22nd March 2020 Polar faculae

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Montana
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22nd March 2020 Polar faculae

Post by Montana » Tue Mar 24, 2020 11:35 am

Finally some progress today. Here is my data for 22nd March, I have only concentrated on the South pole although I do have data for the North pole but as it has taken me 2 days to do the south I am a restless and want to get out in the garden.

Seeing was terrible so images are not great quality, orientation was a nightmare still for Hydrogen alpha even with great care setting up the camera.

Equipment: All set to 100mm aperture + 2x Barlow - TEC140, Baader Herschel Wedge + Continuum filter, Lunt CaK wedge, Solarscope DSF100. Camera ASI174 throughout.

ImageSouth Polar faculae 2020-03-22 quadrants by Alexandra Hart, on Flickr

ImageSouth Polar faculae 2020-03-22 cropped figure by Alexandra Hart, on Flickr

ImageHydrogen alpha full disc 2020-03-22 f colour by Alexandra Hart, on Flickr

ImageHydrogen alpha full disc 2020-03-22 tilting Sun a by Alexandra Hart, on Flickr

ImageCalcium K full disc 2020-03-22 f colour by Alexandra Hart, on Flickr

ImageCalcium K full disc 2020-03-22 tilting Sun by Alexandra Hart, on Flickr

ImageWhite Light full disc 2020-03-22 a by Alexandra Hart, on Flickr

ImageWhite Light full disc 2020-03-22 tilting Sun by Alexandra Hart, on Flickr

Alexandra

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pedro
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Re: 22nd March 2020 Polar faculae

Post by pedro » Tue Mar 24, 2020 2:08 pm

Very interesting stuff Alexandra

The images are great in spite of the faie seeing

Be healthy, be safe, be well

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Re: 22nd March 2020 Polar faculae

Post by marktownley » Tue Mar 24, 2020 3:05 pm

Looks like you had a productive run there with some excellent images. It's nice we have the sun shining for a change.
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Re: 22nd March 2020 Polar faculae

Post by JochenM » Tue Mar 24, 2020 3:15 pm

Looks like you had a really fun and productive session there.

Nice results.

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Re: 22nd March 2020 Polar faculae

Post by DeepSolar64 » Tue Mar 24, 2020 4:32 pm

Excellent results Alexandra. Concentrating on the polar faculae is an interesting study. Your Tilting Sun overlays look good too and take out any question of the sun's orientation.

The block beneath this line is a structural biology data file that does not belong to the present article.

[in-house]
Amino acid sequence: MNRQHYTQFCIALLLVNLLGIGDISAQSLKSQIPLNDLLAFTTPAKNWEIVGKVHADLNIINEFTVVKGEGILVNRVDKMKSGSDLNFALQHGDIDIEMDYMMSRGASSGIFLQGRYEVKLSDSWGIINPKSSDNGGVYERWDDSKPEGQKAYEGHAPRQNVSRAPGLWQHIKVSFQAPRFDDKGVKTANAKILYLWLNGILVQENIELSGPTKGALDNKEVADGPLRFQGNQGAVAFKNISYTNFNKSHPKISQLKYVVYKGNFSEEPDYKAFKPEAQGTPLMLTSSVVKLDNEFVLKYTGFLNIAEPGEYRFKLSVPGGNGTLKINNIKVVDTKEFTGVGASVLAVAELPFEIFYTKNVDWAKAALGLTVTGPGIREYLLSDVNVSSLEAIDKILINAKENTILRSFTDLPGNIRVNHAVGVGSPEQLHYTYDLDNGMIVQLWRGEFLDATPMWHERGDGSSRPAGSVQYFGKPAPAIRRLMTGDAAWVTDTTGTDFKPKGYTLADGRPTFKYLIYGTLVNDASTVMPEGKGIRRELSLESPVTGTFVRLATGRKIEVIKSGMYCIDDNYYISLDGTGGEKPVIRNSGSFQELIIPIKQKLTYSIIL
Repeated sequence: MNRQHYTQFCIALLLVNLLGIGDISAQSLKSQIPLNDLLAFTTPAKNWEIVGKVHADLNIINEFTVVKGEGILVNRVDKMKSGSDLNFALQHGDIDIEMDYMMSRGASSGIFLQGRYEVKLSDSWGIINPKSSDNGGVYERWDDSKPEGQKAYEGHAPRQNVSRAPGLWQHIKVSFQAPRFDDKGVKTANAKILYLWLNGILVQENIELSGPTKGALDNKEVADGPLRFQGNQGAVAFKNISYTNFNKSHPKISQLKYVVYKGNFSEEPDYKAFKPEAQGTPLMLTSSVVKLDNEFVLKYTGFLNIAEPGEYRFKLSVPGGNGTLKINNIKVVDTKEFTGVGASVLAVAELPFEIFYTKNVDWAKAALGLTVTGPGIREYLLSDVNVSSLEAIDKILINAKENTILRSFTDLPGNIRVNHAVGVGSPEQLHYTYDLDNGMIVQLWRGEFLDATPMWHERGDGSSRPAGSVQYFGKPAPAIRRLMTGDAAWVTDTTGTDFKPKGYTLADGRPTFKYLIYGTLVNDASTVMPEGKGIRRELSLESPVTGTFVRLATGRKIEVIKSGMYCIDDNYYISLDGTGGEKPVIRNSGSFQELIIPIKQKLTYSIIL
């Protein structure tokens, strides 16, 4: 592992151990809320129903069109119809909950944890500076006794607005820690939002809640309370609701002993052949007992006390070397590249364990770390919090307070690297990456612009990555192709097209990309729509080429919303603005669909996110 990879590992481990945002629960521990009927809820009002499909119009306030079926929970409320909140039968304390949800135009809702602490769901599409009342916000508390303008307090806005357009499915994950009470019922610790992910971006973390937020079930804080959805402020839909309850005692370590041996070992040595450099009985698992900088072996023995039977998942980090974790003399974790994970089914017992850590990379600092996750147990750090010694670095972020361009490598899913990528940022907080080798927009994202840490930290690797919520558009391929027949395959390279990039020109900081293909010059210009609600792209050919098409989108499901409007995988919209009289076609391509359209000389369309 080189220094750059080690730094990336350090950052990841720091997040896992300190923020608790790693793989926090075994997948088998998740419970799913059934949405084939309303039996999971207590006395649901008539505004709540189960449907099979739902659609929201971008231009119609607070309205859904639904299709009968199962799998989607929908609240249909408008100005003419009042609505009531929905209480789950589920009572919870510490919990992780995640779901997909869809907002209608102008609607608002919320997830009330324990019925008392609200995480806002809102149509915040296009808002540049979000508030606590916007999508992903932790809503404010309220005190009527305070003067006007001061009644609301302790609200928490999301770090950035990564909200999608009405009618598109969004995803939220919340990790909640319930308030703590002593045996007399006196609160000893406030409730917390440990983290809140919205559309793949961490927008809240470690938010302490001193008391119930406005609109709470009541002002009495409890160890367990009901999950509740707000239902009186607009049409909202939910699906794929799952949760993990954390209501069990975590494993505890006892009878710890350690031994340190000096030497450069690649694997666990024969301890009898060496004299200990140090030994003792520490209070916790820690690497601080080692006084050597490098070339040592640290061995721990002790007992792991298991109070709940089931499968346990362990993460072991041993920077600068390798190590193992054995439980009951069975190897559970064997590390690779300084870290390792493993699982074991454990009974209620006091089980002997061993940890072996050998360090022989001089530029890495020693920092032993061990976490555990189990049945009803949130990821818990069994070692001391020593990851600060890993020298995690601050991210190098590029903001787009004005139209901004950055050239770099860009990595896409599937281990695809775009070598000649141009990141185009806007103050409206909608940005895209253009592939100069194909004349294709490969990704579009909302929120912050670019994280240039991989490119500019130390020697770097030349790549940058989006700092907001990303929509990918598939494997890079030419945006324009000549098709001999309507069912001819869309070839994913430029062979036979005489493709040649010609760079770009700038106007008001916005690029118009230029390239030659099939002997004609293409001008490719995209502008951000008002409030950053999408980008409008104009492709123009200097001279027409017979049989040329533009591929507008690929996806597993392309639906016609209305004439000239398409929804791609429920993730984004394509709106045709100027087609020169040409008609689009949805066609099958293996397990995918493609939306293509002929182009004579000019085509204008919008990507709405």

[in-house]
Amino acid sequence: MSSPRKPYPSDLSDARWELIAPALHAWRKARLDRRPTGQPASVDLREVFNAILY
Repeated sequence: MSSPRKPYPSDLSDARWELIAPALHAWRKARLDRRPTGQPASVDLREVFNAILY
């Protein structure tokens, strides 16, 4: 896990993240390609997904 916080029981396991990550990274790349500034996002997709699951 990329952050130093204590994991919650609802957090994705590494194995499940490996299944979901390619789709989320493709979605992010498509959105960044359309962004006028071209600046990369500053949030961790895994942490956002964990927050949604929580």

In Ha wouldn't they be known as " polar plages "? I know plages in the chromosphere usually overlay the faculae seen on the photosphere. It's probably easier to label them all as the same feature in this case because they are all connected. What causes them? I know they are a feature of solar minimum.

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Re: 22nd March 2020 Polar faculae

Post by Montana » Tue Mar 24, 2020 4:59 pm

You are absolutely correct James, I am studying the polar faculae (white light) and seeing if any features are visible in the chromosphere. In the chromosphere (both CaK and Halpha) they are called plage.

Faculae are magnetically weak regions whereas sunspots are magnetically intense. They are about 100K hotter than the surrounding photosphere). There is much argument as to why we see a bright area but the old fashioned theory is that the weaker magnetic field produces a weak Wilson effect (think of a strong magnetic field which results in a sun spot). This small depression means that at the poles (the edge of the disc) we are looking more horizontally across and seeing light emerging through the side walls of the depression (100K hotter) and so we see veins of light. Plage on the other hand is a result of underlying flux tubes emerging and reconnection, but this is all part of the field line structure. Some of the faculae correspond with bright plage in the Halpha but some correspond with dark spicule bushes, so obviously there seems to be two events going on in the chromosphere where we see only one feature in the photosphere.

Polar faculae are most numerous on the rising phase of the new cycle, then vanish altogether during maximum, then they suddenly reappear again at the top. A bit like the sunspots start at 50 degrees and migrate south to the equator during maximum, I expect the polar faculae start at the pole and migrate south and because you can't see faculae apart from at the limb this is why they gradually disappear while the field lines migrate south during the maximum.

Hope this helps a bit.
Alexandra

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Re: 22nd March 2020 Polar faculae

Post by DeepSolar64 » Tue Mar 24, 2020 5:31 pm

Thank you Alexandra. I have read some on this but your explanations clarify it a bit.

Do you think I could pick them up in a DSLR image? If I could get a sharp enough image that is exposed correctly and edit it in GIMP to reveal them? White light of course.

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Re: 22nd March 2020 Polar faculae

Post by ffellah » Tue Mar 24, 2020 6:49 pm

What an incredible amount of diligent work you did, Alexandra. Well done !

Franco

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